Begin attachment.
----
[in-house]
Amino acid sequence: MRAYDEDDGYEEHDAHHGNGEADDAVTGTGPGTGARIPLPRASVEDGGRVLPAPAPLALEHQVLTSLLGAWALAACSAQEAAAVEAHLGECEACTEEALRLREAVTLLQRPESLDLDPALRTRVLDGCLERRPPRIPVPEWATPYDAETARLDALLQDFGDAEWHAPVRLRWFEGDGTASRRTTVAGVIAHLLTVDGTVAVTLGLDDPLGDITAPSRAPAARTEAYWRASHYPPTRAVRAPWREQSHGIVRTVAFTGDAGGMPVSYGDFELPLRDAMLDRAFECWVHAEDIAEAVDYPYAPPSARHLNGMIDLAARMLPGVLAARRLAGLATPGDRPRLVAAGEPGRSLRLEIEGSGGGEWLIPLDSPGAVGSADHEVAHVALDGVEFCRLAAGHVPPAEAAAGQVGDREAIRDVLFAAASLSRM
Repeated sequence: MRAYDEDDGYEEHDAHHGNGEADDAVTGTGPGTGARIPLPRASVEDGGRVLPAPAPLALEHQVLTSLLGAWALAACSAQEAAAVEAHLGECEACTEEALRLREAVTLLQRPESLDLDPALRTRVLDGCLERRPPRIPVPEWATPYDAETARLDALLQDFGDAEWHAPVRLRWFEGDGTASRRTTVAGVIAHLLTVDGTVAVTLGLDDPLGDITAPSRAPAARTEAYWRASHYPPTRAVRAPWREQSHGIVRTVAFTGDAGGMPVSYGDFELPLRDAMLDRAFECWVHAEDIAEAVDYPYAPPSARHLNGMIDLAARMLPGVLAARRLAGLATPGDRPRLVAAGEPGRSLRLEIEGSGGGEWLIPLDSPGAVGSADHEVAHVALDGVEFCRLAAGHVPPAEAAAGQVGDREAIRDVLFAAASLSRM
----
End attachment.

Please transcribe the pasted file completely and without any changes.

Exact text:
[in-house]
Amino acid sequence: MRAYDEDDGYEEHDAHHGNGEADDAVTGTGPGTGARIPLPRASVEDGGRVLPAPAPLALEHQVLTSLLGAWALAACSAQEAAAVEAHLGECEACTEEALRLREAVTLLQRPESLDLDPALRTRVLDGCLERRPPRIPVPEWATPYDAETARLDALLQDFGDAEWHAPVRLRWFEGDGTASRRTTVAGVIAHLLTVDGTVAVTLGLDDPLGDITAPSRAPAARTEAYWRASHYPPTRAVRAPWREQSHGIVRTVAFTGDAGGMPVSYGDFELPLRDAMLDRAFECWVHAEDIAEAVDYPYAPPSARHLNGMIDLAARMLPGVLAARRLAGLATPGDRPRLVAAGEPGRSLRLEIEGSGGGEWLIPLDSPGAVGSADHEVAHVALDGVEFCRLAAGHVPPAEAAAGQVGDREAIRDVLFAAASLSRM
Repeated sequence: MRAYDEDDGYEEHDAHHGNGEADDAVTGTGPGTGARIPLPRASVEDGGRVLPAPAPLALEHQVLTSLLGAWALAACSAQEAAAVEAHLGECEACTEEALRLREAVTLLQRPESLDLDPALRTRVLDGCLERRPPRIPVPEWATPYDAETARLDALLQDFGDAEWHAPVRLRWFEGDGTASRRTTVAGVIAHLLTVDGTVAVTLGLDDPLGDITAPSRAPAARTEAYWRASHYPPTRAVRAPWREQSHGIVRTVAFTGDAGGMPVSYGDFELPLRDAMLDRAFECWVHAEDIAEAVDYPYAPPSARHLNGMIDLAARMLPGVLAARRLAGLATPGDRPRLVAAGEPGRSLRLEIEGSGGGEWLIPLDSPGAVGSADHEVAHVALDGVEFCRLAAGHVPPAEAAAGQVGDREAIRDVLFAAASLSRM